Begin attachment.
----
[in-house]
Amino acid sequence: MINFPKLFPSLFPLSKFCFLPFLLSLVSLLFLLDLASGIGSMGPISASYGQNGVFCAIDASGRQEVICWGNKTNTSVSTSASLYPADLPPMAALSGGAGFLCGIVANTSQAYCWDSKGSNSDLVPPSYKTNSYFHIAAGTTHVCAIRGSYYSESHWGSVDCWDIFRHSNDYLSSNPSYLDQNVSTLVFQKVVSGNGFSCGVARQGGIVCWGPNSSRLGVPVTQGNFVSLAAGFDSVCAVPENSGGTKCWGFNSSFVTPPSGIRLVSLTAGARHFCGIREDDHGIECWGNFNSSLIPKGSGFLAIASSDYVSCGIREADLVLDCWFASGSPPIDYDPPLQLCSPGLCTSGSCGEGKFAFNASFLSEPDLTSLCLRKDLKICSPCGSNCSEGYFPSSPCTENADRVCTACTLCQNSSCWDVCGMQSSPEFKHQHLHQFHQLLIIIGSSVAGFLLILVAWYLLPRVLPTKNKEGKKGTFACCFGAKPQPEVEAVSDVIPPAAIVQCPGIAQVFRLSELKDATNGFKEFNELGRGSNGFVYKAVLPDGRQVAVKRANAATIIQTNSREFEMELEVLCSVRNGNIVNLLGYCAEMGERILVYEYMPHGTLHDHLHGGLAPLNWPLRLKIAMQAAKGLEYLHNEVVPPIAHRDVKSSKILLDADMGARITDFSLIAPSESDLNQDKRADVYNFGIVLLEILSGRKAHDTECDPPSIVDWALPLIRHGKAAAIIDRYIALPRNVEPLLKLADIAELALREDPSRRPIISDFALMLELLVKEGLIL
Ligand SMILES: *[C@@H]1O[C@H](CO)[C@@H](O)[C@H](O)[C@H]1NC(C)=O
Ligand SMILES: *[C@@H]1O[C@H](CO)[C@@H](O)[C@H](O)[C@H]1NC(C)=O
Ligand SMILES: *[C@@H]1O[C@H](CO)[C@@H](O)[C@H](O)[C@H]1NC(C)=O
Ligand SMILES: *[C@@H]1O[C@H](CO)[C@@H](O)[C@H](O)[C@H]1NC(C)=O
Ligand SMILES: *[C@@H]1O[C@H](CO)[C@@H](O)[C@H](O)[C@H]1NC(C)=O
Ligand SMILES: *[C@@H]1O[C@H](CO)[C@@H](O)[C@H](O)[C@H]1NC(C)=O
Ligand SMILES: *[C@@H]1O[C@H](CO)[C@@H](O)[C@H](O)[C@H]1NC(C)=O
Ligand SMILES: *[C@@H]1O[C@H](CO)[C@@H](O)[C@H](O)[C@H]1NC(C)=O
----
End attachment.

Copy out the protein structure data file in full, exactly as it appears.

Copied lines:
[in-house]
Amino acid sequence: MINFPKLFPSLFPLSKFCFLPFLLSLVSLLFLLDLASGIGSMGPISASYGQNGVFCAIDASGRQEVICWGNKTNTSVSTSASLYPADLPPMAALSGGAGFLCGIVANTSQAYCWDSKGSNSDLVPPSYKTNSYFHIAAGTTHVCAIRGSYYSESHWGSVDCWDIFRHSNDYLSSNPSYLDQNVSTLVFQKVVSGNGFSCGVARQGGIVCWGPNSSRLGVPVTQGNFVSLAAGFDSVCAVPENSGGTKCWGFNSSFVTPPSGIRLVSLTAGARHFCGIREDDHGIECWGNFNSSLIPKGSGFLAIASSDYVSCGIREADLVLDCWFASGSPPIDYDPPLQLCSPGLCTSGSCGEGKFAFNASFLSEPDLTSLCLRKDLKICSPCGSNCSEGYFPSSPCTENADRVCTACTLCQNSSCWDVCGMQSSPEFKHQHLHQFHQLLIIIGSSVAGFLLILVAWYLLPRVLPTKNKEGKKGTFACCFGAKPQPEVEAVSDVIPPAAIVQCPGIAQVFRLSELKDATNGFKEFNELGRGSNGFVYKAVLPDGRQVAVKRANAATIIQTNSREFEMELEVLCSVRNGNIVNLLGYCAEMGERILVYEYMPHGTLHDHLHGGLAPLNWPLRLKIAMQAAKGLEYLHNEVVPPIAHRDVKSSKILLDADMGARITDFSLIAPSESDLNQDKRADVYNFGIVLLEILSGRKAHDTECDPPSIVDWALPLIRHGKAAAIIDRYIALPRNVEPLLKLADIAELALREDPSRRPIISDFALMLELLVKEGLIL
Ligand SMILES: *[C@@H]1O[C@H](CO)[C@@H](O)[C@H](O)[C@H]1NC(C)=O
Ligand SMILES: *[C@@H]1O[C@H](CO)[C@@H](O)[C@H](O)[C@H]1NC(C)=O
Ligand SMILES: *[C@@H]1O[C@H](CO)[C@@H](O)[C@H](O)[C@H]1NC(C)=O
Ligand SMILES: *[C@@H]1O[C@H](CO)[C@@H](O)[C@H](O)[C@H]1NC(C)=O
Ligand SMILES: *[C@@H]1O[C@H](CO)[C@@H](O)[C@H](O)[C@H]1NC(C)=O
Ligand SMILES: *[C@@H]1O[C@H](CO)[C@@H](O)[C@H](O)[C@H]1NC(C)=O
Ligand SMILES: *[C@@H]1O[C@H](CO)[C@@H](O)[C@H](O)[C@H]1NC(C)=O
Ligand SMILES: *[C@@H]1O[C@H](CO)[C@@H](O)[C@H](O)[C@H]1NC(C)=O